More courses or more extracurriculars?

Photo courtesy of Aquinas College

Article by Kara Wheeler, Reporter

Although rare, if a college student just so happens to have spare time in their already overflowing schedule, they may ask the question: “Do I take more courses or extracurriculars?” 

To preface, however, a distinction has to be made behind the choice of taking more classes or extracurriculars depending on the student’s desired outcome. If a student has the goal in mind of receiving as much education as possible during their time at college (a mentality of “more bang for your buck”), then that student should enroll in more courses.

However, even in this case, involvement in extracurricular activities actually promotes academic performance. According to a study done in the Journal of Youth and Adolescence, “students who participate frequently in extracurricular activities tend to have higher grades, better test scores, and more positive educational experiences in general.”

Extracurriculars can range from intramural sports to academic groups such as the debate team or writing for The Saint (shameless plug). In this way, not only can extracurricular activities act as a stress reliever and a way to meet friends outside a student’s field of study that they might not otherwise interact with, but they can also boost academic performance by practicing important skills such as public speaking, literacy, critical thinking and group work.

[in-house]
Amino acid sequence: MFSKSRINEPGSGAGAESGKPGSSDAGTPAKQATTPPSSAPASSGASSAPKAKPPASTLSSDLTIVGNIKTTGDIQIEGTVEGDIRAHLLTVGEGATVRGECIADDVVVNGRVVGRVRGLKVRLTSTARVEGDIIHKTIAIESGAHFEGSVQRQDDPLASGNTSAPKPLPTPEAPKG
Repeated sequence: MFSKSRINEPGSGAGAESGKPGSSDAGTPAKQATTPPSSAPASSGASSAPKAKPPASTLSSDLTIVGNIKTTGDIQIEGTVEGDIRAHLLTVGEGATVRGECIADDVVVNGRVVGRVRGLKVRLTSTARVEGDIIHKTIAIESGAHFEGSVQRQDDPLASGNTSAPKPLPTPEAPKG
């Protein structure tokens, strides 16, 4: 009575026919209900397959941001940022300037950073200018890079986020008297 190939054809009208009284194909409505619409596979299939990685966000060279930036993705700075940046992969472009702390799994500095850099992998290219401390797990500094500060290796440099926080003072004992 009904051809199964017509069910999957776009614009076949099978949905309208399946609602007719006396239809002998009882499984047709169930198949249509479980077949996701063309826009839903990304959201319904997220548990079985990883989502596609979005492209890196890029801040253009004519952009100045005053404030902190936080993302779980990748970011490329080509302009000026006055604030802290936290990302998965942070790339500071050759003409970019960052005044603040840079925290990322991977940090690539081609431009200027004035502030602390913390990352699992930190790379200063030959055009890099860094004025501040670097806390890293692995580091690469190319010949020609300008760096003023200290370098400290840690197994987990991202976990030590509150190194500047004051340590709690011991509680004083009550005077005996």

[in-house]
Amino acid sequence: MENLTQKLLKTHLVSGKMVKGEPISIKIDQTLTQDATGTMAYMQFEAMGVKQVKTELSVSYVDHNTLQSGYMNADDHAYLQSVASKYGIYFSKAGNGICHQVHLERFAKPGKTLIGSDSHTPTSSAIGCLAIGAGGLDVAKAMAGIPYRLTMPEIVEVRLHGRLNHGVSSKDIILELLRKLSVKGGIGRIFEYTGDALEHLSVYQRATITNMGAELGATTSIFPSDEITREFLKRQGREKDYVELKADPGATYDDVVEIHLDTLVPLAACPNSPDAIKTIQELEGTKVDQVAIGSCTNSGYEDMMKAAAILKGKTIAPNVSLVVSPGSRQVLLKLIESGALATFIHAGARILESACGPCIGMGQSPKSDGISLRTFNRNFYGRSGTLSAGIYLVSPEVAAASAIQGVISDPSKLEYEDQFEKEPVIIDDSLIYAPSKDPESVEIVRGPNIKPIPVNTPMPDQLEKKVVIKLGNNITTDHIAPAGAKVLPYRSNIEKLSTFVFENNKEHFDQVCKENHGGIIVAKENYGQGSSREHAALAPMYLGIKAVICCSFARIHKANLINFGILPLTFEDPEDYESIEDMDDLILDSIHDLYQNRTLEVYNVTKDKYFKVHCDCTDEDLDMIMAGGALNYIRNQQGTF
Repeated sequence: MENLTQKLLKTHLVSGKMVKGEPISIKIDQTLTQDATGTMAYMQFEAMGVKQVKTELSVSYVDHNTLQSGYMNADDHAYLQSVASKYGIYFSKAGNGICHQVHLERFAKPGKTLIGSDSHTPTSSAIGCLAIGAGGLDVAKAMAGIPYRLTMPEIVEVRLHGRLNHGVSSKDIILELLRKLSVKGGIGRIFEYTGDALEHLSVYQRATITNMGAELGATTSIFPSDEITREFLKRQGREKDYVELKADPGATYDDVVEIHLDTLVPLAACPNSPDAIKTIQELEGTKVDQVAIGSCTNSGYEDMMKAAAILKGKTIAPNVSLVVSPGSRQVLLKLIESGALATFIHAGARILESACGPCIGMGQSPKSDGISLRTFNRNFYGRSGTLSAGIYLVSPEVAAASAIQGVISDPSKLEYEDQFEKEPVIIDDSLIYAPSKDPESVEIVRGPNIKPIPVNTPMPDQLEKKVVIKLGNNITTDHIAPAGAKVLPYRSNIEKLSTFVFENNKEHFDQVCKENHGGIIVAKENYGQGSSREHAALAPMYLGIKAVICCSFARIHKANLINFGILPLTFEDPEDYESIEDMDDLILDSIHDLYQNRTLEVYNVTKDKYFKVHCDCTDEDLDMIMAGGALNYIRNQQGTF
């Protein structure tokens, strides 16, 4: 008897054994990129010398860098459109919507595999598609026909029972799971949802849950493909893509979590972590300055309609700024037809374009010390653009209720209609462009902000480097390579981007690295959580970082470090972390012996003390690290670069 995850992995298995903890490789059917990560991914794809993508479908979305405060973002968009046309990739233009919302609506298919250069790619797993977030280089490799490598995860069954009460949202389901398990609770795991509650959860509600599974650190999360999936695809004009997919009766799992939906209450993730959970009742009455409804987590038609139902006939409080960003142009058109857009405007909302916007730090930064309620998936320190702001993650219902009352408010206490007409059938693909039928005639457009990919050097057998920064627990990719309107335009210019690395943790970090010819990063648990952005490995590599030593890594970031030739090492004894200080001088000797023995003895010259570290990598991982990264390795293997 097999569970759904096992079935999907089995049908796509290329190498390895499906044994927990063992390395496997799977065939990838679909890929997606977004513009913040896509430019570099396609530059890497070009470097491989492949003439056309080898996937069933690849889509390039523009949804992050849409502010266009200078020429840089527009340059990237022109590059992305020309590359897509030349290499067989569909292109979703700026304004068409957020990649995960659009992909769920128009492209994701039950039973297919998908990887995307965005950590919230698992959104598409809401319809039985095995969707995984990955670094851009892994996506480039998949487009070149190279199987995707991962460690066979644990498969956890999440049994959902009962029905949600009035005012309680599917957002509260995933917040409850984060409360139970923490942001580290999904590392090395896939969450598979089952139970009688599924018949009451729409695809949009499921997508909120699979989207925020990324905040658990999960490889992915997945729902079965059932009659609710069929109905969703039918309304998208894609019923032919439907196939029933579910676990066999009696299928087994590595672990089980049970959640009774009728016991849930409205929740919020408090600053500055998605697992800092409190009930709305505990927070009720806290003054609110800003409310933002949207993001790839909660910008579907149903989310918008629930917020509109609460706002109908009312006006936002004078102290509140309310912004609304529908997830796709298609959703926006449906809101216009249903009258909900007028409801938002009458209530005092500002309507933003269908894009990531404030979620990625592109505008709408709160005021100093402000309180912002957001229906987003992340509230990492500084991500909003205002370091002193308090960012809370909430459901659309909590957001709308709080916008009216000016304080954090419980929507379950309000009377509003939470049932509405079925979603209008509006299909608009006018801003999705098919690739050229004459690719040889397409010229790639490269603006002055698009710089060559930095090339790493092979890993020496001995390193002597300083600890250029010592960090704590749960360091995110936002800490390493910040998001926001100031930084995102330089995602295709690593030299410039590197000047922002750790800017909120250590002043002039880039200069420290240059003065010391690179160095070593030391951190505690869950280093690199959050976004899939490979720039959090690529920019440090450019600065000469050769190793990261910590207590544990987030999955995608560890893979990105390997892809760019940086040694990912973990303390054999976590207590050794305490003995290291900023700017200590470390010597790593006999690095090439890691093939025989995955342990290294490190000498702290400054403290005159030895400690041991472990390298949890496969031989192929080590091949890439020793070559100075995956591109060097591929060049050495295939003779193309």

Participating in extracurricular activities can also open doors to career paths that classes might not. It is impossible to know who or what kind of person will witness you partaking in a group or activity with passion, and how that can morph into a connection that assists in career success.

Photo courtesy of AQ L.I.G.H.T.

Social skills, which are vital as a young graduate entering the workforce undergoing countless interviews, also boost after involvement in extracurriculars. Meeting new people and people whose interests might not necessarily align with yours is a great way to hone in on interpersonal skills, and foster virtues of empathy and understanding.

Understanding is not the only virtue practiced through involvement in campus activities and organizations, but a multitude of others can transform into habits. Consider the student organization Protect Life AQ, where serious matters of human dignity and respect for human life are dealt with in all efforts. By exposing students to real-world implications and being an active participant in human rights movements, not only are the students transformed, but the world can be, as well.

No matter what a student’s goal is, the type of experiences college extracurriculars can offer are unique, and will be unlike anything offered post-graduate.

Categories: Opinion, The Saint